08-08-2012 09:00 PM
Going with the flow I'll also shameless promote my book. Book 1 of The Ghost Wars Saga. Prophecy follows King Cuzak as he deal with a war started by his traitorous brother. Amidst the war he must come to grips with his role in a prophecy written generations beforehand.
08-28-2012 08:45 AM
I am reading my book...sorry for the plug. Eleven people from Sumter New Jersey have committed suicide and clues are pointing to a 14-year old boy being next. The 14-year holds the answer to why these people committed suicide and what they can be done to stop more deaths including his.
Please check out the background video http://youtu.be/R6rpwXoULfQ for more information.
08-28-2012 12:54 PM
The Portent - by George MacDonald (the father of fantasy)
Originally published in 1864, The Portent is an account of soul mates longing to be near one another over long and difficult years of parting, yet even when they are near, they often cannot be together as they wish, one showing signs of insanity, the other, though seemingly quite normal to most people, having the power of second sight in the form of powerful auditions (he hears things) that come at strange times. Throw in an elderly nursemaid who has visions that are best described as remote viewing (being able to see events in other places) but in the sense of a gifted saint rather than a sorcerer, and you have the makings of one of the finest love stories of the spine tingling variety ever told.
10-05-2012 09:15 AM
For those who like quotes, this is a good one, with a focus on character and ethics (and it's free):
11-04-2012 12:19 AM
I'd like to recommend The One You Feed.
Like most kids who grew up in the small Oregon town of Silver Falls, Toby Hoffman had heard all the scary stories about the monsters living in the neighboring woods of the Umatilla Indian Reservation. Now a teenager, he knows the stories are told to keep the town’s children from wandering where they aren’t wanted. However, after his best friend is attacked by an unknown creature, Toby can’t help but wonder if one of the fables might be true. With the help of his new neighbor, Rachel, he fights for his and his remaining friends’ survival as the creatures threaten to overtake their town.
11-06-2012 04:09 PM
Love Erotica like I do? Read "SexAtional Satsuma:Confessions of a Naughty Sex Therapist" by Lana Yves here on barnes and Noble as well as local Erotic Stores or visit the Publisher's website at www.booksbyememgenesis.com and order the 434Page Paperback. Steamy, hot and will leave you panting for more......Get to know Satsuma Larene, she's a girl to like and has so much to teach you!
11-14-2012 01:03 PM
America has disappeared some years ago. A neo-fascist Party has come to power in the UK. China is on the rise.
A submarine hurtles through the cold dark waters of the Atlantic en route to an unknown destination. Only the ship’s doctor knows its true mission, but he is not who he appears to be.
A sweeping tale moving from the violent heart of Apartheid South Africa, to the ruins of the United Kingdom, and down to the edge of the world in the frozen Antarctic landscape, The Depths of Deception is a tale of revenge, served as a shatteringly cold dish.
12-07-2012 09:53 PM
For those of you who like having a good bathroom read on hand, or just have a plain old short attention span, check out my book, Slinking Under The Electric Bulb. It's prose poetry for those who hate poetry. Crack a beer, light a cigarette, get your pointer finger on and enjoy. While you're at it, feel free to gimme some stars. The landlord's been knocking, and these ham and lettuce sandwiches are starting to grow tiresome.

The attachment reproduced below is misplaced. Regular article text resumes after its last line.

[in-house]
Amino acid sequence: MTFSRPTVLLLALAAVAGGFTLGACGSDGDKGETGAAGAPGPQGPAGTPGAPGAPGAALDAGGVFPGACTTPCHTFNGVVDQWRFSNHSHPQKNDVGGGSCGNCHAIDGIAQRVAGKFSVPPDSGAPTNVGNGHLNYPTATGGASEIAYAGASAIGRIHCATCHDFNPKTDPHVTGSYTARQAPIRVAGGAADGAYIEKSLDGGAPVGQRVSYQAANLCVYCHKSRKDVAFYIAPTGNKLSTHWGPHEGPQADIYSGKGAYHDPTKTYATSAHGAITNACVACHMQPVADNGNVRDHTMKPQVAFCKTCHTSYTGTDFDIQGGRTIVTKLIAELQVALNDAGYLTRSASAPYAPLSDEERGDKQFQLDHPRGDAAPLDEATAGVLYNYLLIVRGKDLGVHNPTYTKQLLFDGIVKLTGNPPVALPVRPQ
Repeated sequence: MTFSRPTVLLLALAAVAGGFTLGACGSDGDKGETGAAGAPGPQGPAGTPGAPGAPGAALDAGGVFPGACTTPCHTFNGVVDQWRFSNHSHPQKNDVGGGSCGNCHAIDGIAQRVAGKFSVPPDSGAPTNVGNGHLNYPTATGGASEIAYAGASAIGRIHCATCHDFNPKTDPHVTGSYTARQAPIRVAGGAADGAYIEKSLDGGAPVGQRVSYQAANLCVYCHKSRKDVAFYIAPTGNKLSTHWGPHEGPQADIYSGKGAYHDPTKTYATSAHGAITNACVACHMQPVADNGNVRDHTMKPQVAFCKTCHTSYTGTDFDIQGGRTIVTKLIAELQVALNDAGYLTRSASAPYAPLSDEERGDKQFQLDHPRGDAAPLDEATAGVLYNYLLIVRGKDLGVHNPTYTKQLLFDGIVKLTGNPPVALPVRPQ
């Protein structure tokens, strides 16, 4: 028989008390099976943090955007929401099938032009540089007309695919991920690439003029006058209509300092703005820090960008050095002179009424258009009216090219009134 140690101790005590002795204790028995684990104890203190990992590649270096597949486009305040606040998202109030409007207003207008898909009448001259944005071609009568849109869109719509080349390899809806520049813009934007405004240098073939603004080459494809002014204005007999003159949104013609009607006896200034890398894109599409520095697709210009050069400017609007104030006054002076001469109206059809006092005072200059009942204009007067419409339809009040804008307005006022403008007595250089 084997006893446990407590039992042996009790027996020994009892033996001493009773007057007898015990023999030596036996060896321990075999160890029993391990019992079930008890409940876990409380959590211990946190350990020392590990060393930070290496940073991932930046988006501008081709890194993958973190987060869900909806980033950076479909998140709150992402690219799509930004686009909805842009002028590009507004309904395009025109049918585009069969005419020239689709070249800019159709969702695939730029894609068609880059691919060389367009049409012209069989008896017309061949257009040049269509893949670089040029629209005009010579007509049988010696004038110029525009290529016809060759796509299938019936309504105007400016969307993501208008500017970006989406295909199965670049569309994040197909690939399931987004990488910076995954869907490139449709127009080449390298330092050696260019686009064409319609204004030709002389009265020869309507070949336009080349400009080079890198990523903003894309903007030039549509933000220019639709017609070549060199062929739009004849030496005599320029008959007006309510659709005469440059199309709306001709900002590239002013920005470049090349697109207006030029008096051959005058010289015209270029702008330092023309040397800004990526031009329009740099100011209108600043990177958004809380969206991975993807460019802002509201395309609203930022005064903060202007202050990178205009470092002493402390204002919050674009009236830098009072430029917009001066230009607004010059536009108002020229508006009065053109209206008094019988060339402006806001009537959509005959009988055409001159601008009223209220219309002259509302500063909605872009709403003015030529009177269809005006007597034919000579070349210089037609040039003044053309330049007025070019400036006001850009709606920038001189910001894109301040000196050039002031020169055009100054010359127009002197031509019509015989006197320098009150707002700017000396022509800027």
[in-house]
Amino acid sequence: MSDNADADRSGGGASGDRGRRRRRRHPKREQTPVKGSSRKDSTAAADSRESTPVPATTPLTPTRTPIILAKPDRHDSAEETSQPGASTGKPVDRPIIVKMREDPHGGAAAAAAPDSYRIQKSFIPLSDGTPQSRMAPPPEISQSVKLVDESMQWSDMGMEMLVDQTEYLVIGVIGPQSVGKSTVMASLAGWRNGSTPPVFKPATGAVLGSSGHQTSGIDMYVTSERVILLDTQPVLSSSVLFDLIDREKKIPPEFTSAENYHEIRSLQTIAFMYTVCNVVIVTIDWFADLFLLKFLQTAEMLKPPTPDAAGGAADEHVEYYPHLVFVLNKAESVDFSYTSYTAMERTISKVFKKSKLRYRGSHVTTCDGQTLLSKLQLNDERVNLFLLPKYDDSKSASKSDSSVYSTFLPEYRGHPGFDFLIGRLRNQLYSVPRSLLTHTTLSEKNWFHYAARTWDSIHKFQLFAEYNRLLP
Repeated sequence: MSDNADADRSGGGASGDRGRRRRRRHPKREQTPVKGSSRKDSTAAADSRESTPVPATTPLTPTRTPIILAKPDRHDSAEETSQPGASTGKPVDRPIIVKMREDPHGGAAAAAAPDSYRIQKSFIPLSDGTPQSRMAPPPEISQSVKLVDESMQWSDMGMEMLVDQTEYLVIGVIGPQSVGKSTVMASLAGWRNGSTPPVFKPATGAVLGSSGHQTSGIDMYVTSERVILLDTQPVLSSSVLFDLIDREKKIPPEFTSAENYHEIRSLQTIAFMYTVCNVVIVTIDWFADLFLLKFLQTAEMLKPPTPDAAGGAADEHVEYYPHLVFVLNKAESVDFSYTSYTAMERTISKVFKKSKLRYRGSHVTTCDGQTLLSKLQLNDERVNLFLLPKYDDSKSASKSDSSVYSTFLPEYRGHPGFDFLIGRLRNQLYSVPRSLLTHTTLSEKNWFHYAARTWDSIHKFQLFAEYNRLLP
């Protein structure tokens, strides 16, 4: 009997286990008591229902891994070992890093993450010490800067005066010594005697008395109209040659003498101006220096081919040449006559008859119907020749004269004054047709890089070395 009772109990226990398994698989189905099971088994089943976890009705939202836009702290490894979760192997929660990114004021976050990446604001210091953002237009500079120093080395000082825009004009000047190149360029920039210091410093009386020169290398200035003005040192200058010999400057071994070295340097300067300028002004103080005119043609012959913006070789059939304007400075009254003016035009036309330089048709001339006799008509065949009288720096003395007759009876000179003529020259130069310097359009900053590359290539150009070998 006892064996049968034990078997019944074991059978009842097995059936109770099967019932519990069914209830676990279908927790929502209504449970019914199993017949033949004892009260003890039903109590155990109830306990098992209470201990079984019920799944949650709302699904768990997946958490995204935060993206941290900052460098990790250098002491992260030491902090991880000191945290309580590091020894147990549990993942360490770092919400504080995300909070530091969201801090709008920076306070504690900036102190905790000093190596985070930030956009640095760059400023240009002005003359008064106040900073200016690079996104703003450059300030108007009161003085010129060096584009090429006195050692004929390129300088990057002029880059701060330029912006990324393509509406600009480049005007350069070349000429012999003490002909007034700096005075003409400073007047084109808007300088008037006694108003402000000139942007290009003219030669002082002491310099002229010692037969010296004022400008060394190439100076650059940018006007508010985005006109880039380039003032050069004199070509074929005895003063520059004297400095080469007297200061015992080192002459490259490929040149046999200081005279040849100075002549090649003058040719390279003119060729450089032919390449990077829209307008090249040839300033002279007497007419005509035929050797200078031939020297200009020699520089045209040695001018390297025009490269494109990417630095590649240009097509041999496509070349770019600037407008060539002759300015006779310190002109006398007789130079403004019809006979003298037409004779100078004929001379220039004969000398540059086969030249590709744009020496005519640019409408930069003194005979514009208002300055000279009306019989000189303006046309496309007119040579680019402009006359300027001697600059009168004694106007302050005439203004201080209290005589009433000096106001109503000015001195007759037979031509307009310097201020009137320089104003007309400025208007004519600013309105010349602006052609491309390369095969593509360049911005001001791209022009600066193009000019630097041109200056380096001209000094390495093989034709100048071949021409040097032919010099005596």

12-17-2012 02:43 PM
The Flowers of Reminiscence Recently released on Barnes and Noble, The Flowers of Reminiscence. Imagine waking to find yourself a thousand miles from your home. How did you end up here, at this nursing home, and most important, why? Oh there's that journal your mother started for you in 1901. Do you think it might jog your memory? Let's hope for your sake it does. She needs her memories to survive, and you will never forget this journey.
Book Trailer: http://youtu.be/aX8OVBdcaxM
01-04-2013 07:01 PM
Foundering Fathers: What Jefferson, Franklin, and Abigail Adams Saw in Modern D.C.!
In this humor book by a former writer for Jay Leno, a biotech firm brings Thomas Jefferson, Ben Franklin, and Abigail Adams back to life in contemporary Washington, D.C. These Founders of the USA get into comic adventures with mad scientists, the TSA, befuddled congressmen, the Declaration of Independence, war games, a glad-handing president, crooked lobbyists, two characters named Fannie & Freddie, and a record-breaking storm. The sometimes foundering, ever resolute Founders even take part in an epic sports race, and watch a horror movie about Ben Franklin, Werewolf Slayer.
01-10-2013 06:31 AM
01-14-2013 12:59 PM
I'd like to add the first of my series on the MLB previews for 2013. The book takes a look at the orgainzation of the Pittsburgh Pirates from the major league club all the way through their minor league system. It also gives travel ideas for the Pittsburgh and Indianapolis areas.
Check it out.
01-17-2013 11:11 AM
I'll join the bandwagon and throw in my book. It is titled Guardian Angel and is in the paranormal/ young adult genre. It follows the life of a self-titled monster hunter named Amber and a monster named Greygol who claims to have a good soul. There is a much more detailed blurb on the page.
Much thanks to anyone who wishes to read my first book!
02-18-2013 10:37 AM
Hunt down al Qaeda terrorist cells in the U.S., New Delhi and Kathmandu with ex-cop and Marine Jack Brandon and two ex-CIA women operatives united on a dangerous mission outside the law.
Author Barry Kelly is no stranger to the world of espionage, counter-terrorism, weapons, martial arts, clandestine tradecraft, deep cover, black operations, para-military operations and the inner workings of the governmental security apparatus. Twenty-seven years of government service provided hands-on experience in all these areas. Books: "Justice Beyond Law" and "Justice without Mercy."